- Cash-Out Refinancing
- A refinance in which the new loan amount exceeds the total needed to pay off the existing mortgage. The difference goes to the borrower and can be... <a href='/glossary/what-is-cash-out-refinancing' title='See the full definition of Cash-Out Refinancing '>read more</a>
- Rate and Term Refinancing
- A mortgage refinance that replaces the existing mortgage with a new one but does not disburse cash to the borrower. Rate and term refinancing is... <a href='/glossary/what-is-rate-and-term-refinancing' title='See the full definition of Rate and Term Refinancing'>read more</a>
- Refinancing means replacing one loan with a new, better loan. Improving the terms of a loan can mean obtaining a lower interest rate, a lower monthly... <a href='/glossary/what-is-refinancing' title='See the full definition of Refinance'>read more</a>
One of the biggest drawbacks of refinancing a mortgage is the cost involved: lender fees, title insurance premiums and escrow charges, as well as payments to appraisers and other third parties. Even homeowners who could benefit greatly from refinancing may not be able to cover the costs. To these consumers, then, the term "no closing cost refinance" has great appeal.
What is a "No Closing Cost Refinance"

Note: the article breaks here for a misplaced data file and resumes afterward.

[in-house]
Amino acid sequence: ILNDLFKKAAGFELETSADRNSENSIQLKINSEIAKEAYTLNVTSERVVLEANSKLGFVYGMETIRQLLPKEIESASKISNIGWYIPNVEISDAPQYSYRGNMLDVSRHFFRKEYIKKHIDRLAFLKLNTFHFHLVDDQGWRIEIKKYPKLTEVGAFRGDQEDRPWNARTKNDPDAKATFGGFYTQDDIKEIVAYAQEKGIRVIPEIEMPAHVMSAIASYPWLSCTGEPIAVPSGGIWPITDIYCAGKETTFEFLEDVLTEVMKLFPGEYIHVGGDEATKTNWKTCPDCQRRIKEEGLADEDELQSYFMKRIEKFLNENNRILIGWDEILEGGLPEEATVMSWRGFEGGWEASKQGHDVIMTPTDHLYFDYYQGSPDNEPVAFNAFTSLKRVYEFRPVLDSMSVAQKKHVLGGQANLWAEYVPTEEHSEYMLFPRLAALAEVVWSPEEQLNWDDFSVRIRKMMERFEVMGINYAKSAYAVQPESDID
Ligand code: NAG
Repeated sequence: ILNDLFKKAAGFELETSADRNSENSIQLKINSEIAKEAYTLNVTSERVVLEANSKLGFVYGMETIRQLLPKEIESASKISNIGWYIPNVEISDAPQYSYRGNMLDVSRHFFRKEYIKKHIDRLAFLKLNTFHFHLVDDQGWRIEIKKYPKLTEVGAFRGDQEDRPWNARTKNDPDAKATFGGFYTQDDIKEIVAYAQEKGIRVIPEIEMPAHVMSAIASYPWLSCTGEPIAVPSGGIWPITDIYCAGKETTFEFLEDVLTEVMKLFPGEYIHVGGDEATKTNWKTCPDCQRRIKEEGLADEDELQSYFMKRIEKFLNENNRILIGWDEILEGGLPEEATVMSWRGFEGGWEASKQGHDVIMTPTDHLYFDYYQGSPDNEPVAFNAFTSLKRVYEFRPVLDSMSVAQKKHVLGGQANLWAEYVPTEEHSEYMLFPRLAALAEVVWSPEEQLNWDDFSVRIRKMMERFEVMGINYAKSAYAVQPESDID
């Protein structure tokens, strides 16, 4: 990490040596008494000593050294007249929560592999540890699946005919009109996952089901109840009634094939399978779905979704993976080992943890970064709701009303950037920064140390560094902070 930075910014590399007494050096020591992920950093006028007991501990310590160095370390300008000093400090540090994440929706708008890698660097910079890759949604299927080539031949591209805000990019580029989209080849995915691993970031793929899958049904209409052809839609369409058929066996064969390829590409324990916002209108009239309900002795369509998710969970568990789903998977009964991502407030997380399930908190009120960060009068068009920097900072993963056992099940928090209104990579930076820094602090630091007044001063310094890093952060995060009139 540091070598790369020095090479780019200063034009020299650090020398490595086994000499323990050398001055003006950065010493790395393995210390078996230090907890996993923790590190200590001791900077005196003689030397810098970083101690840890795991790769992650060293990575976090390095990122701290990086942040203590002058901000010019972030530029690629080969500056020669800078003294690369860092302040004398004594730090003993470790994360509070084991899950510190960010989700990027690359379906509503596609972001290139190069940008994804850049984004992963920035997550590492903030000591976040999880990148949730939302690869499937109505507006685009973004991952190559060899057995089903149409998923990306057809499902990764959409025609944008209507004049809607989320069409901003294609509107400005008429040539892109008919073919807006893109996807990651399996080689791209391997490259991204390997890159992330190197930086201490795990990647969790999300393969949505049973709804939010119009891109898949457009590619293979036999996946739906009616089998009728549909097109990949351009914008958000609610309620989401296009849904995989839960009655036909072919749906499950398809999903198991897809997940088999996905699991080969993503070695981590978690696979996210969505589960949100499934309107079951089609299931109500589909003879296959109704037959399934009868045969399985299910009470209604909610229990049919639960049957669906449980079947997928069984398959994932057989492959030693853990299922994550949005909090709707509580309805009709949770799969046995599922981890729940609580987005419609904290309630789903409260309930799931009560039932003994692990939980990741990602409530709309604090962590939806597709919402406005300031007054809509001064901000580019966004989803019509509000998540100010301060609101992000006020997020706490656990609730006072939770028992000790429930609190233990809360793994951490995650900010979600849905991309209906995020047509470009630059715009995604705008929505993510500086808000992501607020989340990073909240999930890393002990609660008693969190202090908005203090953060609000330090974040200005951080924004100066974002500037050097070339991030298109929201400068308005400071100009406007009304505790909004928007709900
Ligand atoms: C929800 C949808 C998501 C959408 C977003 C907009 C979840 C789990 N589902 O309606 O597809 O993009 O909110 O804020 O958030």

"No cost" refinancing doesn't have a universal definition. In fact, the term "no closing cost refinance" has several common interpretations:
- A loan with no lender fees
- A loan with no costs at all
- A loan with no out-of-pocket costs
Any time a lender pays costs for the borrower, the money comes from another aspect of the transaction. In fact, lenders get money to pay these costs by charging a higher interest rate. That allows them to collect more interest over time or simply sell the loan to investors at a higher price.
Refinance loans with "no out-of-pocket costs" don't come with higher interest rates. Instead, the closing costs are wrapped into the loan, increasing its balance.
No Cost Refinance Advantages
No cost refinancing may be the only option for homeowners who don't have the money to pay closing costs outright. However, even those who can afford to pay them might be better off with the no-cost product. What if, for example, a homeowner could save $200 a month by refinancing, but the new loan comes with $4,500 in fees? It would take nearly two years for the borrower to hit the break-even point -- the point at which the monthly savings covers the cost of refinancing. If the homeowner ends up selling before then, he or she will lose money.
However, what if the borrower can save $100 a month by choosing a no cost refinance? The savings is immediate because there is no break-even period. For those whose plans for their home are up in the air, then, a no-cost refinance can make a lot of sense.
No-cost refinancing can also simplify mortgage shopping. If the costs are the same (zero) and the loan type is the same, the only variable on the table is the interest rate. In fact, in a 2008 study, HUD found that borrowers were much better at driving a bargain for their mortgages when they shopped this way.